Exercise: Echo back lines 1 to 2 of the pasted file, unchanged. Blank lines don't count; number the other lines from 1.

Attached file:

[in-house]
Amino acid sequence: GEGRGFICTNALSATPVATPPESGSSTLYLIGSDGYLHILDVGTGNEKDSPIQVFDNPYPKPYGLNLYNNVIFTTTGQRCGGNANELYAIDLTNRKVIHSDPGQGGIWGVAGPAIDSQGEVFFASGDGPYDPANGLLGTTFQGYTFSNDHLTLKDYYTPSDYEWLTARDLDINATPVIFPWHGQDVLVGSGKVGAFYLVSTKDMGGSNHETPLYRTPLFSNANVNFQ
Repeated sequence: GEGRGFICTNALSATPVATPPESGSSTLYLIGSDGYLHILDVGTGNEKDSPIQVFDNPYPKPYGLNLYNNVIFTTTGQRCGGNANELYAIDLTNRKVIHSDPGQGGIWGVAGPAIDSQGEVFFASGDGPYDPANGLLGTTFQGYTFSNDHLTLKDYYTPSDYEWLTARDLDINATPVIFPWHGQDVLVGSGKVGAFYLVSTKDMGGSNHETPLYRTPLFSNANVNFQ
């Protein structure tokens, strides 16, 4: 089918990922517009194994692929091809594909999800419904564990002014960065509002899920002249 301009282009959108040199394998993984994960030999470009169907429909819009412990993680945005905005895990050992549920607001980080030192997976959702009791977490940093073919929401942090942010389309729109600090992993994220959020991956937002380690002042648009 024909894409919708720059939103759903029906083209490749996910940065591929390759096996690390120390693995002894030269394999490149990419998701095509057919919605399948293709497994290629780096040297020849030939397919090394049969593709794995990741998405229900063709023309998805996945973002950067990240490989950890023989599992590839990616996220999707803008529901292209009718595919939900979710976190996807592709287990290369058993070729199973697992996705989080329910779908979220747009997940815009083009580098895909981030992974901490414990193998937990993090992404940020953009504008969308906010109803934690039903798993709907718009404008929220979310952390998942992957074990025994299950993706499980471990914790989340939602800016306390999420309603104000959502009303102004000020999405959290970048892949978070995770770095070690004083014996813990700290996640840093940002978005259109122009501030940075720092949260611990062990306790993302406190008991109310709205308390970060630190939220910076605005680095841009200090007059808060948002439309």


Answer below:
[in-house]
Amino acid sequence: GEGRGFICTNALSATPVATPPESGSSTLYLIGSDGYLHILDVGTGNEKDSPIQVFDNPYPKPYGLNLYNNVIFTTTGQRCGGNANELYAIDLTNRKVIHSDPGQGGIWGVAGPAIDSQGEVFFASGDGPYDPANGLLGTTFQGYTFSNDHLTLKDYYTPSDYEWLTARDLDINATPVIFPWHGQDVLVGSGKVGAFYLVSTKDMGGSNHETPLYRTPLFSNANVNFQ